Episode 4

Blighted Nation

Blighted Nation

In this special four part series, Myles Dungan explores how the Great Famine swept through Ireland in the mid 1800s and changed the country forever. (Repeat)

Blighted Nation: Episode Four - Does Ireland Still Bear the Scars of the Famine?

The starvation officially lasted for seven years but are the effects of the famine still with us?

Our population was decimated by the famine and even today, we are the only country in Europe and possibly, the world, with a smaller population than we had in 1840. If we never had the famine, if we remained largely Irish speaking and we didn’t have emigration, what kind of a country would we have now?

This programme examines the after effects of the famine.

Topics discussed include how our system of land ownership and use was changed after the famine. How it affected the Irish language. The disappearance of the landlord class. The post-famine boom in the Catholic Church. Does the famine still live on in the Irish psyche? How scientists discovered that past trauma can affect several generations through the use of epigenetics. The knock-on effects on our attitudes to property ownership. The Irish cultural revival. How emigration has been ingrained in our culture. Post famine silence. The Diaspora. Memory. Commemoration.

(Image courtesy of Ireland's Great Hunger Museum)

Studio Guests:
Kevin Whelan, professor of history at Notre Dame University, Dublin.
Colm Toibin, author.
Cathal Poirteir, social historian.

Blighted Nation contributors include:
Dr. Brendan Kelly (consultant psychiatrist)
Dr. Trisha McDonnell (clinical psychologist who specialises in trauma)
Sean Duke (science writer)
Brian Tolle (artist, New York Famine memorial)
Peter Quinn (New York writer)
Mick Moloney (New York based musician).

Blighted Nation podcasts are extended versions of the original broadcasts and are available here

Blighted Nation

Blighted Nation

The Great Famine which struck Ireland in the middle of the 19th century was the biggest social catastrophe in Irish history.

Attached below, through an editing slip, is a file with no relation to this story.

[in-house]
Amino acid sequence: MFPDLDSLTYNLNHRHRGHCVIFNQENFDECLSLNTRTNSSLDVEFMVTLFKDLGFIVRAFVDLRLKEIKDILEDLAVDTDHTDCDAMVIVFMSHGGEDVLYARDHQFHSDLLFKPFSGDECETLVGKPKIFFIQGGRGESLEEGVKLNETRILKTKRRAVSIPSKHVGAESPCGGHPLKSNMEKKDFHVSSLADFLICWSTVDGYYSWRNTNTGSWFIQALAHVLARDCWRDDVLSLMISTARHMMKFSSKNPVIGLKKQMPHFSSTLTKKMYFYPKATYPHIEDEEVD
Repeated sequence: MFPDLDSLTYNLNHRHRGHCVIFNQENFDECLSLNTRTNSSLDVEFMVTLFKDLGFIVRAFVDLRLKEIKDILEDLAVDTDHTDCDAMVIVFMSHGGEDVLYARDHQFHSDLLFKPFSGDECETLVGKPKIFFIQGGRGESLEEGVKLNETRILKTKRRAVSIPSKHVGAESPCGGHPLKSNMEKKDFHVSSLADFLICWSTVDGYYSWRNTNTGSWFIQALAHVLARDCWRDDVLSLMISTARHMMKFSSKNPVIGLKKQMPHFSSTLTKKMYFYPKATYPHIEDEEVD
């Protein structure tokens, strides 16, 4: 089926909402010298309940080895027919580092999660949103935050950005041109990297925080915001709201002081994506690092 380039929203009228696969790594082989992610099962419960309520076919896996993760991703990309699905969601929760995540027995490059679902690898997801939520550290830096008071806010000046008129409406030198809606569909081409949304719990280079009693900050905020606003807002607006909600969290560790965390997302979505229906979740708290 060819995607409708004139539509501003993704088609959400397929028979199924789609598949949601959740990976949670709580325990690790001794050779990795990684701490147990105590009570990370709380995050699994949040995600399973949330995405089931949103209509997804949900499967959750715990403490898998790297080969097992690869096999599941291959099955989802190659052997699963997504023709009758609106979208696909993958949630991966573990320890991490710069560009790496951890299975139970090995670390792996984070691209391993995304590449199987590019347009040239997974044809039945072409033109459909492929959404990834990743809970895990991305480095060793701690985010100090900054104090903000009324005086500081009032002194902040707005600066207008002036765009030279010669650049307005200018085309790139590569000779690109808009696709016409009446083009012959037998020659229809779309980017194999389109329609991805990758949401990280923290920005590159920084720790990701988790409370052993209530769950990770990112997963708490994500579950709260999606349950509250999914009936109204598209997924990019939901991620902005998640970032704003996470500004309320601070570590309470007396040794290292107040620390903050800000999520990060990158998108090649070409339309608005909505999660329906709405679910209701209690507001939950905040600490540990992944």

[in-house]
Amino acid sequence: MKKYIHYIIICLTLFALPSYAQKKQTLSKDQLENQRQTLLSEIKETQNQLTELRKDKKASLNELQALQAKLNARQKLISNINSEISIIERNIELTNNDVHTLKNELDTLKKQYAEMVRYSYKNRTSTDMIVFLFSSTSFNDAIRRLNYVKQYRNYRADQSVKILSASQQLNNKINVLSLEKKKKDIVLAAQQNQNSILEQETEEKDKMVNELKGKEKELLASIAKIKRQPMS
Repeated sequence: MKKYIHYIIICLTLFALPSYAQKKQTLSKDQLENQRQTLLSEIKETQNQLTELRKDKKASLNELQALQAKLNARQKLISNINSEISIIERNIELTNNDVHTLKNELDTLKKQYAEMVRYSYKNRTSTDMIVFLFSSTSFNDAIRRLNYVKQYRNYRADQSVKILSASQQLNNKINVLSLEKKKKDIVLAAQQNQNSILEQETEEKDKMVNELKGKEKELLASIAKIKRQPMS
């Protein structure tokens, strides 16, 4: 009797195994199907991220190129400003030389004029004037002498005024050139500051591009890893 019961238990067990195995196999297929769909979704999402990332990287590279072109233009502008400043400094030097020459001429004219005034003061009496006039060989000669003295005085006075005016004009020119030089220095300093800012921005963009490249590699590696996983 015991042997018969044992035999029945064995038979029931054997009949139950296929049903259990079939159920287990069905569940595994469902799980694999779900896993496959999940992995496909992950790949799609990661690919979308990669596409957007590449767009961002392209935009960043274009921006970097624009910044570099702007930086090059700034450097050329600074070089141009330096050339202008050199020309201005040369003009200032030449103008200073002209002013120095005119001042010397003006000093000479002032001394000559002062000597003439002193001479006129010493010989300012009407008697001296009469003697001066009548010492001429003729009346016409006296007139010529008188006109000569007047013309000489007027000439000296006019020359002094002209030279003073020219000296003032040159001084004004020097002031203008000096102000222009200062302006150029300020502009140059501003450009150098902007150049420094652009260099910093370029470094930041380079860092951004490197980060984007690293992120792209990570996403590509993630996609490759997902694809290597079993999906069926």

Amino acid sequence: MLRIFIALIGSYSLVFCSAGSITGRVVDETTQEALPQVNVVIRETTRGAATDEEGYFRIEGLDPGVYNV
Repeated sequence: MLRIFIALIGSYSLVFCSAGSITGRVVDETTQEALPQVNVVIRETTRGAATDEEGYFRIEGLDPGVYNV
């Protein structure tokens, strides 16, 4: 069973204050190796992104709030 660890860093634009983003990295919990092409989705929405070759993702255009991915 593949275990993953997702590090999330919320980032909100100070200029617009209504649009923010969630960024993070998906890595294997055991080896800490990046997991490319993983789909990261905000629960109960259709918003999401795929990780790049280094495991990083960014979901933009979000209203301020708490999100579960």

Over one million people died. The potato-dependent poor - landless labourers and small cottiers were wiped out.

Two and a half million emigrated between the years 1845 and 1855. A greater number than all those who had left in the previous two-and-a-half centuries

Blighted Nation presented by Myles Dungan explores how the Great Famine swept through Ireland and changed the country forever.

Emigration became deeply institutionalised in Irish culture and even today, we are the only country in Europe and possibly, the world, that has a smaller population than we had in 1840.

Recorded in Ireland and New York, Blighted Nation explores how our country's past resonates in the 21st century.

In four one-hour programmes on four consecutive evenings Blighted Nation explores the arrival of the blight and its catastrophic consequences, Britain’s response to the famine, mass emigration as well as its aftermath and legacy.

Blighted Nation was originally broadcast on 1, 2, 3, and 4 January 2013 on RTE Radio 1

Blighted Nation is sponsored by Ireland's Great Hunger Museum at Quinnipiac University, Hamden, Connecticut http://ighm.nfshost.com/


Blighted Nation: Episode Four features

Psychological scars?:   Mother Ireland was put on the couch as psychiatrists, a psychologist and a scientist applied their medicine to history.

Famine Memories collected by Irish Folklore Commission in 1945:    We featured a selection of famine memories as told to the Irish Folklore Commission in 1945. These stories were handed down by parents and grandparents who lived through the famine.

New York Memorial:  Around the 150th anniversary of the famine, a plethora of memorials and monuments started appearing here and abroad. One of the acclaimed memorials sits in the middle of the skyscrapers of downtown Lower Manhattan. It’s actually a replica of a famine farm – a small hill of grass and shrubs with a roofless stone cottage tucked into the landscape. Artist Brian Toal was chosen to create the New York memorial in 2000 as a piece of sculpture. Nicoline Greer went to visit it with him.

Great Silence:   Ireland was a very different place after the famine. Our population went from 8.2 million in 1841 to 6 million a decade later. At least one million people died. The rest emigrated.   Today, about 70 million people worldwide claim some Irish descent. And 40 million Americans claim "Irish" as their primary ethnicity – although it’s not something they’ve always shouted from the rooftops – as Nicoline Greer discovered when she went to New York for this programme.

Mary Robinson on the diaspora:    The diaspora weren’t really included in Irish history and identity until the 1990s when, as President of Ireland, Mary Robinson highlighted their importance. For this programme, she recalled how her views on the diaspora were received at the time.



Myles Dungan

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